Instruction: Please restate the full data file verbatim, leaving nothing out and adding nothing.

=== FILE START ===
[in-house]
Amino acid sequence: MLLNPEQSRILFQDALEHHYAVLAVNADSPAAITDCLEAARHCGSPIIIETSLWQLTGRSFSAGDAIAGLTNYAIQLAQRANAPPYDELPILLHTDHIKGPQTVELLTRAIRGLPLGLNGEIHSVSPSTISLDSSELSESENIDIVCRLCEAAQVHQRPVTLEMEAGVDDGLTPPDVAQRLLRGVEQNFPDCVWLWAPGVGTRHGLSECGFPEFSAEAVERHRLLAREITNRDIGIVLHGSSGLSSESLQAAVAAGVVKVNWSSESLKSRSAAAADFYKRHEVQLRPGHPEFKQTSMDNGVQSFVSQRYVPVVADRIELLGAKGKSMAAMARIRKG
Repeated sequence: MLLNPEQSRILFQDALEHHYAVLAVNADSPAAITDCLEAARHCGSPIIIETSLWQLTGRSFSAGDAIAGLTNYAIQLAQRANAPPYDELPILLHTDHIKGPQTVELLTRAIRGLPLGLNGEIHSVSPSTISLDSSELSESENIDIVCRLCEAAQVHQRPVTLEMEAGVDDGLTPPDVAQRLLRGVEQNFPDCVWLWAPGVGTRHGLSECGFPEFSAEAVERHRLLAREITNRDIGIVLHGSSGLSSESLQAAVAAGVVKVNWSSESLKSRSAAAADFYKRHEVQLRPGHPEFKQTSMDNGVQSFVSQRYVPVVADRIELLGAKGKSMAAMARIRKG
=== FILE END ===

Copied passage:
[in-house]
Amino acid sequence: MLLNPEQSRILFQDALEHHYAVLAVNADSPAAITDCLEAARHCGSPIIIETSLWQLTGRSFSAGDAIAGLTNYAIQLAQRANAPPYDELPILLHTDHIKGPQTVELLTRAIRGLPLGLNGEIHSVSPSTISLDSSELSESENIDIVCRLCEAAQVHQRPVTLEMEAGVDDGLTPPDVAQRLLRGVEQNFPDCVWLWAPGVGTRHGLSECGFPEFSAEAVERHRLLAREITNRDIGIVLHGSSGLSSESLQAAVAAGVVKVNWSSESLKSRSAAAADFYKRHEVQLRPGHPEFKQTSMDNGVQSFVSQRYVPVVADRIELLGAKGKSMAAMARIRKG
Repeated sequence: MLLNPEQSRILFQDALEHHYAVLAVNADSPAAITDCLEAARHCGSPIIIETSLWQLTGRSFSAGDAIAGLTNYAIQLAQRANAPPYDELPILLHTDHIKGPQTVELLTRAIRGLPLGLNGEIHSVSPSTISLDSSELSESENIDIVCRLCEAAQVHQRPVTLEMEAGVDDGLTPPDVAQRLLRGVEQNFPDCVWLWAPGVGTRHGLSECGFPEFSAEAVERHRLLAREITNRDIGIVLHGSSGLSSESLQAAVAAGVVKVNWSSESLKSRSAAAADFYKRHEVQLRPGHPEFKQTSMDNGVQSFVSQRYVPVVADRIELLGAKGKSMAAMARIRKG